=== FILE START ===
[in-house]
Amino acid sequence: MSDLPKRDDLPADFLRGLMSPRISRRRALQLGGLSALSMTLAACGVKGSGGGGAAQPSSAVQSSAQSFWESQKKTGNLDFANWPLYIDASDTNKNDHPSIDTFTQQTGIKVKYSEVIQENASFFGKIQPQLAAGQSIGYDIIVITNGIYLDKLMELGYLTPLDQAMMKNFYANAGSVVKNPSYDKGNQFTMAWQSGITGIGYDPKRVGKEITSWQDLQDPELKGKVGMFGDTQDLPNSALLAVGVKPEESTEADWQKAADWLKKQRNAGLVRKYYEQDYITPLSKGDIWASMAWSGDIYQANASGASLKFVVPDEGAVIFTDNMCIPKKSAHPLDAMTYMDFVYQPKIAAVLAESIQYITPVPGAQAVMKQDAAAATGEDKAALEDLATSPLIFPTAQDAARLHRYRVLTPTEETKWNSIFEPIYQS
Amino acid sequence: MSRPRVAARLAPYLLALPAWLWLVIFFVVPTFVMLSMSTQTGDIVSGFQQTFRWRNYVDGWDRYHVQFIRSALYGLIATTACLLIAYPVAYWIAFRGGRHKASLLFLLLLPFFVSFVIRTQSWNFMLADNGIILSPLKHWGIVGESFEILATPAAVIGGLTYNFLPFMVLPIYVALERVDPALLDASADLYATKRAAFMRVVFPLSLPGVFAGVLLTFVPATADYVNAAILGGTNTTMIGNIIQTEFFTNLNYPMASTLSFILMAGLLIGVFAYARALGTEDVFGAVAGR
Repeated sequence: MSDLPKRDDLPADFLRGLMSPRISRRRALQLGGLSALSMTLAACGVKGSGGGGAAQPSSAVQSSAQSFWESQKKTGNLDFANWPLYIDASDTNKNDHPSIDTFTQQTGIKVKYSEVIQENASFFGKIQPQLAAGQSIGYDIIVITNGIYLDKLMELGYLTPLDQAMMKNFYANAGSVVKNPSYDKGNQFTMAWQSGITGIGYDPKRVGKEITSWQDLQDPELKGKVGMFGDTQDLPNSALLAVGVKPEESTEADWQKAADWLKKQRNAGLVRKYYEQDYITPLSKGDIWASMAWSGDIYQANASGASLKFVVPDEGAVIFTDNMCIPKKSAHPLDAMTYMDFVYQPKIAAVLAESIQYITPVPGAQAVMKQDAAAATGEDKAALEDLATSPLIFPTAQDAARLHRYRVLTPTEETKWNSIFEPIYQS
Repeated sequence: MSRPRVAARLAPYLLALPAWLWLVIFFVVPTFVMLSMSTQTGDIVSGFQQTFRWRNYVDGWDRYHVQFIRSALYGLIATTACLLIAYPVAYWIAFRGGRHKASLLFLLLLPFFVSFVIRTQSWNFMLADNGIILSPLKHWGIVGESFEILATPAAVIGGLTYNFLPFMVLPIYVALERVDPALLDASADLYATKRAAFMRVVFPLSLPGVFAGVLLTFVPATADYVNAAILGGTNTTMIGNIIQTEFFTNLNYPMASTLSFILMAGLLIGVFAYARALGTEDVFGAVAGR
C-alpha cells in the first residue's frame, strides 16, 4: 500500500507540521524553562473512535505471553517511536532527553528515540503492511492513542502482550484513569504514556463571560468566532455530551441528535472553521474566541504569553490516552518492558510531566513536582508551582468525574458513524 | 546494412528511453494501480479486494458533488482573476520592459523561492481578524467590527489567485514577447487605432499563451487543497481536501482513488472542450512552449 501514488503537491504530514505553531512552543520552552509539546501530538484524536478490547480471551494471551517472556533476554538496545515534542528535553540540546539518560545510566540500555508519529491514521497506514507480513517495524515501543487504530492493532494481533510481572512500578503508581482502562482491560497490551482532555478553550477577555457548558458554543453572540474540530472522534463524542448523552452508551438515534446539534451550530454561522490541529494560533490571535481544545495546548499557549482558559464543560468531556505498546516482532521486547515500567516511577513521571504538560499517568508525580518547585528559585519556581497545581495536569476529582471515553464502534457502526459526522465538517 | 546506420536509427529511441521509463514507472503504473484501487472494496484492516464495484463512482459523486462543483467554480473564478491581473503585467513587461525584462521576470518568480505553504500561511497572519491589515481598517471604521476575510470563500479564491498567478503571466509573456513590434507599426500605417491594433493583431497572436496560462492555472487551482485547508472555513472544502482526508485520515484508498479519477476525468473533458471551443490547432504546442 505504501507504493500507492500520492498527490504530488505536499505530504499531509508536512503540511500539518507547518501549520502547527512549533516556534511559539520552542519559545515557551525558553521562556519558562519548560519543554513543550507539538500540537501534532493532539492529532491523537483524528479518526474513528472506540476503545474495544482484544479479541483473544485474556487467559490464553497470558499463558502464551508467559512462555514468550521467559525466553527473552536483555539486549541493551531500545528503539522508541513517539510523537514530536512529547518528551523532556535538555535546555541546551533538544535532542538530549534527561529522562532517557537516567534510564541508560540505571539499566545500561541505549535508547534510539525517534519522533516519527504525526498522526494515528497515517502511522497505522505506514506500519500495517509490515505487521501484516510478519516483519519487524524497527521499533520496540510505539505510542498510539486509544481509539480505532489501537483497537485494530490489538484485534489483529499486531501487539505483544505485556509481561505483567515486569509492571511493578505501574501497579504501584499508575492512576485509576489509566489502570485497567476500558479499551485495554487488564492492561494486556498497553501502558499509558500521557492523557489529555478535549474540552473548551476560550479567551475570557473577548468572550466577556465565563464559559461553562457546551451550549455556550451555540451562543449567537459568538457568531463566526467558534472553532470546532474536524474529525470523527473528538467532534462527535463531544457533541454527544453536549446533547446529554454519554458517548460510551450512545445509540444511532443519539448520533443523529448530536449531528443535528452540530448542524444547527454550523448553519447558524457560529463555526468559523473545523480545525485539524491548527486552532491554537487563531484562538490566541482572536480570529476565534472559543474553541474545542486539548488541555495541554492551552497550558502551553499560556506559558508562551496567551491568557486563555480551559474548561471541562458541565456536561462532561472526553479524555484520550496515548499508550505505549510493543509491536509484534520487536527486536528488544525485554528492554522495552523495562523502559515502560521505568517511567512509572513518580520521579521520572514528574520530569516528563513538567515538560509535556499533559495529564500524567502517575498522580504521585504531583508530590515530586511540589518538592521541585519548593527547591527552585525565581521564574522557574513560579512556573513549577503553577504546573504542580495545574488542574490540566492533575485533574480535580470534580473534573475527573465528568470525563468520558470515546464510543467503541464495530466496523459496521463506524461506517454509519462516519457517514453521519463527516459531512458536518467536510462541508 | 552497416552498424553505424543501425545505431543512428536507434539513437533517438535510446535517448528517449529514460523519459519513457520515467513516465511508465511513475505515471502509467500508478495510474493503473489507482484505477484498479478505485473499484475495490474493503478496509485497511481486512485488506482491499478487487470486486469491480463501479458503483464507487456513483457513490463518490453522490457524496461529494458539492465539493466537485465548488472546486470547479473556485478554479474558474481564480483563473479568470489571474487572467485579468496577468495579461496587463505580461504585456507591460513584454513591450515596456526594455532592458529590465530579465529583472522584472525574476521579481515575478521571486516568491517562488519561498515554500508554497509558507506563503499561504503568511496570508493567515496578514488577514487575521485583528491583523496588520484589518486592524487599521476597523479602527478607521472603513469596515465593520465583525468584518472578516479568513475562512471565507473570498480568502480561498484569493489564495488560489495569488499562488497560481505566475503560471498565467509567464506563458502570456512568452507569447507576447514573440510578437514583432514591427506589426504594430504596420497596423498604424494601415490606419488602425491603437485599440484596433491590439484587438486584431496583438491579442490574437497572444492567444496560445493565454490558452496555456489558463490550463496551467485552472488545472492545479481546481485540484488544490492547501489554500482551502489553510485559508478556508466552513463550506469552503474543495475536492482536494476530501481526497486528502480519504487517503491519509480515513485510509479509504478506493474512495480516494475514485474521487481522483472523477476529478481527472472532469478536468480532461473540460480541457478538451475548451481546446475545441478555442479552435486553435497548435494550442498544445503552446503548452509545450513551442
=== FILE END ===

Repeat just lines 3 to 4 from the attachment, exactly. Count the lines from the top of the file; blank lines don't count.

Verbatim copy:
Amino acid sequence: MSRPRVAARLAPYLLALPAWLWLVIFFVVPTFVMLSMSTQTGDIVSGFQQTFRWRNYVDGWDRYHVQFIRSALYGLIATTACLLIAYPVAYWIAFRGGRHKASLLFLLLLPFFVSFVIRTQSWNFMLADNGIILSPLKHWGIVGESFEILATPAAVIGGLTYNFLPFMVLPIYVALERVDPALLDASADLYATKRAAFMRVVFPLSLPGVFAGVLLTFVPATADYVNAAILGGTNTTMIGNIIQTEFFTNLNYPMASTLSFILMAGLLIGVFAYARALGTEDVFGAVAGR
Repeated sequence: MSDLPKRDDLPADFLRGLMSPRISRRRALQLGGLSALSMTLAACGVKGSGGGGAAQPSSAVQSSAQSFWESQKKTGNLDFANWPLYIDASDTNKNDHPSIDTFTQQTGIKVKYSEVIQENASFFGKIQPQLAAGQSIGYDIIVITNGIYLDKLMELGYLTPLDQAMMKNFYANAGSVVKNPSYDKGNQFTMAWQSGITGIGYDPKRVGKEITSWQDLQDPELKGKVGMFGDTQDLPNSALLAVGVKPEESTEADWQKAADWLKKQRNAGLVRKYYEQDYITPLSKGDIWASMAWSGDIYQANASGASLKFVVPDEGAVIFTDNMCIPKKSAHPLDAMTYMDFVYQPKIAAVLAESIQYITPVPGAQAVMKQDAAAATGEDKAALEDLATSPLIFPTAQDAARLHRYRVLTPTEETKWNSIFEPIYQS